Jeffrey Selberg is a Senior Advisor with the Peterson Center on Healthcare. Bradley Sawyer, Cynthia Cox, Marco Ramirez, Gary Claxton, and Larry Levitt are with the Kaiser Family Foundation.
Measuring the value of the U.S. healthcare system – and particularly assessing whether it has improved or worsened – is not a straightforward task. The evaluation would be reasonably easy if there were better outcomes at the same or less cost, or, vice versa, if we are paying more and generating the same or worse outcomes. The complexity arises when better outcomes are generated at a much higher level of spend, as is the case in this evaluation. As a result, at what point is the increase in spending not justified by the improvement in outcomes?
The Peterson-Kaiser Health System Tracker includes a “Dashboard” of indicators that can be used to describe, evaluate and compare changes in the value of U.S. healthcare over time. With many measures spanning 25 years, or approximately a generation, the Dashboard can help answer the following questions:
- Is the U.S. generating better value now than in the past?
- Has the value of U.S. healthcare improved relative to other advanced OECD countries?
- How do factors other than healthcare affect how health outcomes vary across countries?
In this analysis, we use the information presented on the Dashboard to assess whether the value of the U.S. health system has improved or worsened from 1991 – 2016, or the most recent year of available data.
Our approach was to measure the level of improvement in health outcomes, and the incremental costs the healthcare system incurred at the same time. Between 1991 and 2016, life expectancy increased by 3.1 years to 78.6, representing a 4% improvement. In the same time, disease burden (as measured by the total number of disability adjusted life years, or DALYs) improved by 12%.
Disease burden is comprised of two factors: years of life lost to premature death, which improved by 22%, and years living with disability, which worsened by 2%. The improvement in overall years of life lost was driven by a remarkable 36% reduction in years lost due to premature death from diseases of the circulatory system.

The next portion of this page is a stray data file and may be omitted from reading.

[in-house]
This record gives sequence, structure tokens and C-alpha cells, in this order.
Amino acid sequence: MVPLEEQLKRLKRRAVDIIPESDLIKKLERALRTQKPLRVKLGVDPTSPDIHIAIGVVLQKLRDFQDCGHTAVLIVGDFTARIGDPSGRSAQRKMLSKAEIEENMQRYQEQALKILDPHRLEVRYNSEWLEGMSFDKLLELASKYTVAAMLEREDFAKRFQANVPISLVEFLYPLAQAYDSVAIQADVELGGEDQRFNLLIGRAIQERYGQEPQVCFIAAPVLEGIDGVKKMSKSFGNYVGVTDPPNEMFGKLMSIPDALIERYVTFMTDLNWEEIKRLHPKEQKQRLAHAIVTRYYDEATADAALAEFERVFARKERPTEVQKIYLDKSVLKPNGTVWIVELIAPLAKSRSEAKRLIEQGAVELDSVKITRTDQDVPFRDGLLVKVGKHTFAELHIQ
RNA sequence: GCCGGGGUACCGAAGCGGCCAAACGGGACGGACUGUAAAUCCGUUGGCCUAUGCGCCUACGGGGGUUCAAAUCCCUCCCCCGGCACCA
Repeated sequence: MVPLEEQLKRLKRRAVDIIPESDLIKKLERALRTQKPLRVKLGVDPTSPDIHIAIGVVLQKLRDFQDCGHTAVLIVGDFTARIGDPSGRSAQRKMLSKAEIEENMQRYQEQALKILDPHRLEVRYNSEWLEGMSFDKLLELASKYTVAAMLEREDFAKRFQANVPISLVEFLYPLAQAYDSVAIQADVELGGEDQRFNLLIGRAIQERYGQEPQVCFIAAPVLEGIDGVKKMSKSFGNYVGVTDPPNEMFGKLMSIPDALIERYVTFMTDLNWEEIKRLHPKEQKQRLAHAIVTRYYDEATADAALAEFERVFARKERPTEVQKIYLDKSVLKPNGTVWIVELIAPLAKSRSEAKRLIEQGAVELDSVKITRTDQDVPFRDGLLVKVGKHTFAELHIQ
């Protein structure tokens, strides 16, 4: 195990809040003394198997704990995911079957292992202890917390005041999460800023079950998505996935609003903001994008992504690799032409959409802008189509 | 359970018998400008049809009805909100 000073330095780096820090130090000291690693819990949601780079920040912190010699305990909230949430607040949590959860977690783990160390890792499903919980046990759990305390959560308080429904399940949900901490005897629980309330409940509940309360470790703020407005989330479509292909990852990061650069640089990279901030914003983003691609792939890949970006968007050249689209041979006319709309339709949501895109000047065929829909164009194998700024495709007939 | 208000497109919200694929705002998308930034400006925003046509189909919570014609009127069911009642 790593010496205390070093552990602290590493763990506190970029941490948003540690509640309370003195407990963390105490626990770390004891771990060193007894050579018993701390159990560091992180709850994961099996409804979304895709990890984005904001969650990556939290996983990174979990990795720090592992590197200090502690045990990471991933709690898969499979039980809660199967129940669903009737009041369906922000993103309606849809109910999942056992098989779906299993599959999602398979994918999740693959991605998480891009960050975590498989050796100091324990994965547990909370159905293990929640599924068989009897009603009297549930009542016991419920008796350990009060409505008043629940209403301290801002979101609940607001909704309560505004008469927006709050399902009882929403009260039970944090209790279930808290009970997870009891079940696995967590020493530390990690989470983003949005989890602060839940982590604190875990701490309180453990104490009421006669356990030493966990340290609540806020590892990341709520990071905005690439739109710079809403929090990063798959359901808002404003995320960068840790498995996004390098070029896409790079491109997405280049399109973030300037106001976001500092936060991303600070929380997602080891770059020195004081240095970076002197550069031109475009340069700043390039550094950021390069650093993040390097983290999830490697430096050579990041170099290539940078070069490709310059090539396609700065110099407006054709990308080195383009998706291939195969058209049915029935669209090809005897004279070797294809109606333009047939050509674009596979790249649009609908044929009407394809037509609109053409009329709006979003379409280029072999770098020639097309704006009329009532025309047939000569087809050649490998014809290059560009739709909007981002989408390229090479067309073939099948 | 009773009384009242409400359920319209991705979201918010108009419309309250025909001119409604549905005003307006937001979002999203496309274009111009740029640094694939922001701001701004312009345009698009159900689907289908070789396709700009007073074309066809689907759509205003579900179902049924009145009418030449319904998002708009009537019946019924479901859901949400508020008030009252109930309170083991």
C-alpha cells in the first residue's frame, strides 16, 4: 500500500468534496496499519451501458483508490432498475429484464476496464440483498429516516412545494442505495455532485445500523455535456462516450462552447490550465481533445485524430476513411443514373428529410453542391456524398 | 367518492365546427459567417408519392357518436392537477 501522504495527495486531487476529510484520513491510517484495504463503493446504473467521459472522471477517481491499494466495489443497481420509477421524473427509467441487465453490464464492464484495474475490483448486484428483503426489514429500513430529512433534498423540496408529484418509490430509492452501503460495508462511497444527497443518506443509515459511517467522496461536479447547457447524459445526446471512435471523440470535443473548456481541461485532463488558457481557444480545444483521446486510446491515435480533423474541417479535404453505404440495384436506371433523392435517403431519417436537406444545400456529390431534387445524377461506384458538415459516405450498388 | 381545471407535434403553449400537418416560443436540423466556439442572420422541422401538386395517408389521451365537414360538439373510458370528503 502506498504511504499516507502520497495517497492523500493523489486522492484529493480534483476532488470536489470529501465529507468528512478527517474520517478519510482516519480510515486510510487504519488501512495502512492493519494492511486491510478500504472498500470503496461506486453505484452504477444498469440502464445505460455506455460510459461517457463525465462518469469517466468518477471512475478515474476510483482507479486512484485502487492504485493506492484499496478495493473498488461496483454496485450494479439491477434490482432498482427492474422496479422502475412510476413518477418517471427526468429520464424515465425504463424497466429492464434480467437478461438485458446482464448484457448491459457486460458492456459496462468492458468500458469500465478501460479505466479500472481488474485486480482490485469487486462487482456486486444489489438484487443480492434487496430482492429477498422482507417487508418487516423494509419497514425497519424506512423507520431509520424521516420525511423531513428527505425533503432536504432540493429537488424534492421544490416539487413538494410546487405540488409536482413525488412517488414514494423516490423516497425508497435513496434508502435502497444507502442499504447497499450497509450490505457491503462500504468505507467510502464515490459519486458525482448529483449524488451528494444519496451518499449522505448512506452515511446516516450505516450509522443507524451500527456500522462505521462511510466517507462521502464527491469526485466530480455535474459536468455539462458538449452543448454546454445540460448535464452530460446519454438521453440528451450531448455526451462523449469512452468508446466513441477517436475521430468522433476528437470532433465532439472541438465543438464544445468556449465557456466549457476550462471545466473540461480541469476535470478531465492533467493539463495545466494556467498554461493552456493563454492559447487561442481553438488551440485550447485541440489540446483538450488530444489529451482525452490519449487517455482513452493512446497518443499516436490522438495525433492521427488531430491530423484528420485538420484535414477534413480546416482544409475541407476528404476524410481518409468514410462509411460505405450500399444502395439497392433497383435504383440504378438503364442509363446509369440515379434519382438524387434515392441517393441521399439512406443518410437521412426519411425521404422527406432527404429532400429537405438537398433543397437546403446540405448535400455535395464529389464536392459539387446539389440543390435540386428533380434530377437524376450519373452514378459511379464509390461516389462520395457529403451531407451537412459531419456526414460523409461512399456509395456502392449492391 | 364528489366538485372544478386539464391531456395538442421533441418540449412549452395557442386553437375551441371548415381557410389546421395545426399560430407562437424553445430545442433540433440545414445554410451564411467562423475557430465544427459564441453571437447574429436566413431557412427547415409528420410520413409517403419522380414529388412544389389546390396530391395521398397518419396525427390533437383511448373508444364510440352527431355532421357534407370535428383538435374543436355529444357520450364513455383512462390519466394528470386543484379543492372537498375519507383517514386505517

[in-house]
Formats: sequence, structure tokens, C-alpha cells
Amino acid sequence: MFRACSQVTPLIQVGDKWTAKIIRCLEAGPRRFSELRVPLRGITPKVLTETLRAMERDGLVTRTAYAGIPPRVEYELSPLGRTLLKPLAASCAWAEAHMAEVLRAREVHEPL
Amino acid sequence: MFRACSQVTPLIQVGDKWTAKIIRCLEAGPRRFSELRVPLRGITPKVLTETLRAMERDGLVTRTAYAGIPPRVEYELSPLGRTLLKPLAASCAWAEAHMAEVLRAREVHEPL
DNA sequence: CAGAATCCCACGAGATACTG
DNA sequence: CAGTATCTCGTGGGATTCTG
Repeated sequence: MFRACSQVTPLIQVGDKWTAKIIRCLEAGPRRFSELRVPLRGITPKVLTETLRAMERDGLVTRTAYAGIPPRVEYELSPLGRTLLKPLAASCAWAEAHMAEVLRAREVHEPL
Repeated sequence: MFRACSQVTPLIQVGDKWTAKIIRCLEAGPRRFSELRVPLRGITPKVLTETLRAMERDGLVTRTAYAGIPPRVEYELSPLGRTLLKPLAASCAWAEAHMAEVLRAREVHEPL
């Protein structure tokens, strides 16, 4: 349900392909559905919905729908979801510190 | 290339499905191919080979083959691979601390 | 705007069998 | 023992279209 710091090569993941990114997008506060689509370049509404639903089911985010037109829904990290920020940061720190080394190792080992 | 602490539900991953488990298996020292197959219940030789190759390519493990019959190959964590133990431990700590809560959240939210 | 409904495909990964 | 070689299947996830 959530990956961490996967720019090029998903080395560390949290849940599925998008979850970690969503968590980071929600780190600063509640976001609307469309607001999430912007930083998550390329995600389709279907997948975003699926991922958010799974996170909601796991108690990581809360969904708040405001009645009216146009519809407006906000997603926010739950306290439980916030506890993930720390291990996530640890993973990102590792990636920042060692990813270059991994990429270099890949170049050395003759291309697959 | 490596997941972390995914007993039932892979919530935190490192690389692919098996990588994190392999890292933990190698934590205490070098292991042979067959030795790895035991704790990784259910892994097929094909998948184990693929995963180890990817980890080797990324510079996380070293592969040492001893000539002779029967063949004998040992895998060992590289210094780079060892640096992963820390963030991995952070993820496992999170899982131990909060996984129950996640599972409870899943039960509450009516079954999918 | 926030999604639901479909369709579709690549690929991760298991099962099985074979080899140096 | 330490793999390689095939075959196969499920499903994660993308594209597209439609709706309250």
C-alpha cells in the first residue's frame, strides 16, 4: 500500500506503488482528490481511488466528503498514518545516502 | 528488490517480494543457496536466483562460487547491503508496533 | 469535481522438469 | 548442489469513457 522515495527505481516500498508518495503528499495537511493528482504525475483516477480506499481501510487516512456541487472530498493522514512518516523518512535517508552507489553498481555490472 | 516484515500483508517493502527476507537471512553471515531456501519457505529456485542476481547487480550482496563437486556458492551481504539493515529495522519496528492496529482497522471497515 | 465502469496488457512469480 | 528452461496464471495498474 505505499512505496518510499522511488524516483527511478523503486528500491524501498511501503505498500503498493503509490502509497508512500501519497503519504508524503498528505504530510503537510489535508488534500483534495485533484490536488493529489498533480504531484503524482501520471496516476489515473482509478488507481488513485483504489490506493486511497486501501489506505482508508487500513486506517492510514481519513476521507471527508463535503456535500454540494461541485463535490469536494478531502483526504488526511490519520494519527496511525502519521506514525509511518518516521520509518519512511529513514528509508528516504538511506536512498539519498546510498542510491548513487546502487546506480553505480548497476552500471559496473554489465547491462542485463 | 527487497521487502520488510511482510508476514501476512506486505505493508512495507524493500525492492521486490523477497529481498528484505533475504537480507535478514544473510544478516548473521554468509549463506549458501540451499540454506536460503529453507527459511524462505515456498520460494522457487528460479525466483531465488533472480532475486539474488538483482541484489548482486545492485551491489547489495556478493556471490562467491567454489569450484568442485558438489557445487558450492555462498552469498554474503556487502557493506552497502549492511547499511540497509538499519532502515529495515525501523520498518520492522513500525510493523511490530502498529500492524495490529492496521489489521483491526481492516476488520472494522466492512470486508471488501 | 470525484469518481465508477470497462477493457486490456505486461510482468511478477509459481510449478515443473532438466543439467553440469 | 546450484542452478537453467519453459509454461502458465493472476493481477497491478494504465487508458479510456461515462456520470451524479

At the same time, the worsening of years living in disability was led largely by an increase in substance use disorders. Moreover, substance use is one of the primary contributors to the slight decline in life expectancy in 2015 and 2016, the first time life expectancy has dropped two years in a row in several decades. Another critical outlier where outcomes have worsened in the U.S. (and not other comparable countries) is maternal mortality, which has gone up significantly from 14 deaths per 100,000 live births in 1991 to nearly 31 in 2016.
Despite some noteworthy exceptions, health outcomes have generally improved in the U.S. over the past 25 years as measured by life expectancy and disease burden. However, since value is a function of outcomes and cost, one must also take into account the increase in the spend within the same time frame. In 1991, the GDP attributable to healthcare was 12.8% or $788 billion. In 2016, healthcare consumed 17.9% of GDP or $3.3 Trillion. Is the 4% improvement in life expectancy and 12% reduction in disease burden enough to warrant a 40% increase in GDP consumption over the past 25 years? What does this portend for future access and affordability? Read more..